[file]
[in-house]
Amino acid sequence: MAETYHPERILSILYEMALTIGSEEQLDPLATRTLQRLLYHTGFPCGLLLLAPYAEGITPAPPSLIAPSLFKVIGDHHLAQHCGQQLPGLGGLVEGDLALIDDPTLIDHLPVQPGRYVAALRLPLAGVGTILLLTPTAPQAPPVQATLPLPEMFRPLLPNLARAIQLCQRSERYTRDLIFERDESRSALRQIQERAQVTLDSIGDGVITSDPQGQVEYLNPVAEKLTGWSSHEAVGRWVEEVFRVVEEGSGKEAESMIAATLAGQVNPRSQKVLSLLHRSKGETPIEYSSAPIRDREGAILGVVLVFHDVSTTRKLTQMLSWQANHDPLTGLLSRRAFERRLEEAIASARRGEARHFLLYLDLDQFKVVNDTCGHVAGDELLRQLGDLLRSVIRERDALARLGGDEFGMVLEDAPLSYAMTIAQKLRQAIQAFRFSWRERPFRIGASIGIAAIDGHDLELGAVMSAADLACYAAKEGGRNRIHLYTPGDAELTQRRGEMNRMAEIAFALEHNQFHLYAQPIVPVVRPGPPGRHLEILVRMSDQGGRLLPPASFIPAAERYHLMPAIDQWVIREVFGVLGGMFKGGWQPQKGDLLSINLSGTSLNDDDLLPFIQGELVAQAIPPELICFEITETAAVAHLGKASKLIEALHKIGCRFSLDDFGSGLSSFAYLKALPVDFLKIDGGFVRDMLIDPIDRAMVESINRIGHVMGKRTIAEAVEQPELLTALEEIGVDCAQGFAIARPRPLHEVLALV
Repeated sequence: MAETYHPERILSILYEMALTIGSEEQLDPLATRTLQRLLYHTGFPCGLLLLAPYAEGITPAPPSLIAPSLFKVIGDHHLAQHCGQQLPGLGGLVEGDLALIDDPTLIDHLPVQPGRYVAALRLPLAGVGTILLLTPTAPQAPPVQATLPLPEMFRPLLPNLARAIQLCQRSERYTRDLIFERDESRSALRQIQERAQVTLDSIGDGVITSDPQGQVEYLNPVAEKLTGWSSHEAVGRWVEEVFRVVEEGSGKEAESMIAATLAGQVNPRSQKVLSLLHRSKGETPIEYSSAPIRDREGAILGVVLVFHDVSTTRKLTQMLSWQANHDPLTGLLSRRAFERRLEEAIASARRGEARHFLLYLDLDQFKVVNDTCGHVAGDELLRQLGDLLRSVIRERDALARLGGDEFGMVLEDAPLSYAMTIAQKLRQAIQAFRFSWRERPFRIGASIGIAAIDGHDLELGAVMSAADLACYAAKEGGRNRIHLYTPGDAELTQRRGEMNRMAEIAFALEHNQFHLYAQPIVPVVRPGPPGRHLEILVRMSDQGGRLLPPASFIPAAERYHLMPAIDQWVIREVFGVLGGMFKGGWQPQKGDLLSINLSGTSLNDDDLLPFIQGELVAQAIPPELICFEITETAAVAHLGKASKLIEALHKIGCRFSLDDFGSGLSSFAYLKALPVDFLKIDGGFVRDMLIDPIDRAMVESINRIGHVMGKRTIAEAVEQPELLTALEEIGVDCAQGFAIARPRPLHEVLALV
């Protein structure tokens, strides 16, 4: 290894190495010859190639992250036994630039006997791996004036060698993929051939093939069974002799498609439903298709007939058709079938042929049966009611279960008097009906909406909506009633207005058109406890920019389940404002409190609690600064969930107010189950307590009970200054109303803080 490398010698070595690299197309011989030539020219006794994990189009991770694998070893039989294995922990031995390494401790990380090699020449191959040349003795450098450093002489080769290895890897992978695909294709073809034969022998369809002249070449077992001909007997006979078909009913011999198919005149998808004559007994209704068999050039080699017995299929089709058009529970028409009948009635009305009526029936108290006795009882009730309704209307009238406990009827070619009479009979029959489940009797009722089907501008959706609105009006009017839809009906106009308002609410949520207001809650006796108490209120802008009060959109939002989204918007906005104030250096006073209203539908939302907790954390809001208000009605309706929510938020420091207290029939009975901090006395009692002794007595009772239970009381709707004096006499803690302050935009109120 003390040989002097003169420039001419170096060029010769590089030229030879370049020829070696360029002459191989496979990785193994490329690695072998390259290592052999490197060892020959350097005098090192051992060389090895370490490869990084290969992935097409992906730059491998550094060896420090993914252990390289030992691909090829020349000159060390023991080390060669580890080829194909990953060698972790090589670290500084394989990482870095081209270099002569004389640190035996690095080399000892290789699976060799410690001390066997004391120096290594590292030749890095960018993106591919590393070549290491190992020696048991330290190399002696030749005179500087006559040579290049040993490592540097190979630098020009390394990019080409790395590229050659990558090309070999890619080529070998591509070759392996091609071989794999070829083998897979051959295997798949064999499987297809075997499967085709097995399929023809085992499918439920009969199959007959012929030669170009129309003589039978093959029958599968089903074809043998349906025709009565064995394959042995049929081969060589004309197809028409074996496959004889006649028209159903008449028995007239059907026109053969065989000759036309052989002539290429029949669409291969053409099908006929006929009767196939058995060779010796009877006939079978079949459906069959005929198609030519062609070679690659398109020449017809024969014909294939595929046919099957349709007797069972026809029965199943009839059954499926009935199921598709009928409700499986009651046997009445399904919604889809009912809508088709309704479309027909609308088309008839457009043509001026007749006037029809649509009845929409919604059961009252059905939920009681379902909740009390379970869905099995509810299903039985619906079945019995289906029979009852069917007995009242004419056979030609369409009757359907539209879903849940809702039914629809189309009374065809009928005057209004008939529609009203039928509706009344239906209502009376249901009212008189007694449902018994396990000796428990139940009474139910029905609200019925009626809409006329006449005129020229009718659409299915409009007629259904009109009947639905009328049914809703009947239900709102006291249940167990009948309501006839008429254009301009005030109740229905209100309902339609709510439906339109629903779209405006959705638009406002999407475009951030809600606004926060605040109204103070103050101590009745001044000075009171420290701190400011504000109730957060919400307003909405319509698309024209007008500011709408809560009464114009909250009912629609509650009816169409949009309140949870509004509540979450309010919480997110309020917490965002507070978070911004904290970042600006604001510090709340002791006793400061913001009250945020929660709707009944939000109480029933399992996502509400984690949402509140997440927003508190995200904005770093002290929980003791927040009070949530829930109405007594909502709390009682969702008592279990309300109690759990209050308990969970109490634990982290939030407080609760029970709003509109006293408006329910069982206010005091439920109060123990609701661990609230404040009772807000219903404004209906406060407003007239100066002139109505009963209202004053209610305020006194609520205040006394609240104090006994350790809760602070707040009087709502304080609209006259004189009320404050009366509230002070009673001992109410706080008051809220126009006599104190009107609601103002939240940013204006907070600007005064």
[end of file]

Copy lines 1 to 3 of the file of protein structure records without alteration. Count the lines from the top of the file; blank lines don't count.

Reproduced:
[in-house]
Amino acid sequence: MAETYHPERILSILYEMALTIGSEEQLDPLATRTLQRLLYHTGFPCGLLLLAPYAEGITPAPPSLIAPSLFKVIGDHHLAQHCGQQLPGLGGLVEGDLALIDDPTLIDHLPVQPGRYVAALRLPLAGVGTILLLTPTAPQAPPVQATLPLPEMFRPLLPNLARAIQLCQRSERYTRDLIFERDESRSALRQIQERAQVTLDSIGDGVITSDPQGQVEYLNPVAEKLTGWSSHEAVGRWVEEVFRVVEEGSGKEAESMIAATLAGQVNPRSQKVLSLLHRSKGETPIEYSSAPIRDREGAILGVVLVFHDVSTTRKLTQMLSWQANHDPLTGLLSRRAFERRLEEAIASARRGEARHFLLYLDLDQFKVVNDTCGHVAGDELLRQLGDLLRSVIRERDALARLGGDEFGMVLEDAPLSYAMTIAQKLRQAIQAFRFSWRERPFRIGASIGIAAIDGHDLELGAVMSAADLACYAAKEGGRNRIHLYTPGDAELTQRRGEMNRMAEIAFALEHNQFHLYAQPIVPVVRPGPPGRHLEILVRMSDQGGRLLPPASFIPAAERYHLMPAIDQWVIREVFGVLGGMFKGGWQPQKGDLLSINLSGTSLNDDDLLPFIQGELVAQAIPPELICFEITETAAVAHLGKASKLIEALHKIGCRFSLDDFGSGLSSFAYLKALPVDFLKIDGGFVRDMLIDPIDRAMVESINRIGHVMGKRTIAEAVEQPELLTALEEIGVDCAQGFAIARPRPLHEVLALV
Repeated sequence: MAETYHPERILSILYEMALTIGSEEQLDPLATRTLQRLLYHTGFPCGLLLLAPYAEGITPAPPSLIAPSLFKVIGDHHLAQHCGQQLPGLGGLVEGDLALIDDPTLIDHLPVQPGRYVAALRLPLAGVGTILLLTPTAPQAPPVQATLPLPEMFRPLLPNLARAIQLCQRSERYTRDLIFERDESRSALRQIQERAQVTLDSIGDGVITSDPQGQVEYLNPVAEKLTGWSSHEAVGRWVEEVFRVVEEGSGKEAESMIAATLAGQVNPRSQKVLSLLHRSKGETPIEYSSAPIRDREGAILGVVLVFHDVSTTRKLTQMLSWQANHDPLTGLLSRRAFERRLEEAIASARRGEARHFLLYLDLDQFKVVNDTCGHVAGDELLRQLGDLLRSVIRERDALARLGGDEFGMVLEDAPLSYAMTIAQKLRQAIQAFRFSWRERPFRIGASIGIAAIDGHDLELGAVMSAADLACYAAKEGGRNRIHLYTPGDAELTQRRGEMNRMAEIAFALEHNQFHLYAQPIVPVVRPGPPGRHLEILVRMSDQGGRLLPPASFIPAAERYHLMPAIDQWVIREVFGVLGGMFKGGWQPQKGDLLSINLSGTSLNDDDLLPFIQGELVAQAIPPELICFEITETAAVAHLGKASKLIEALHKIGCRFSLDDFGSGLSSFAYLKALPVDFLKIDGGFVRDMLIDPIDRAMVESINRIGHVMGKRTIAEAVEQPELLTALEEIGVDCAQGFAIARPRPLHEVLALV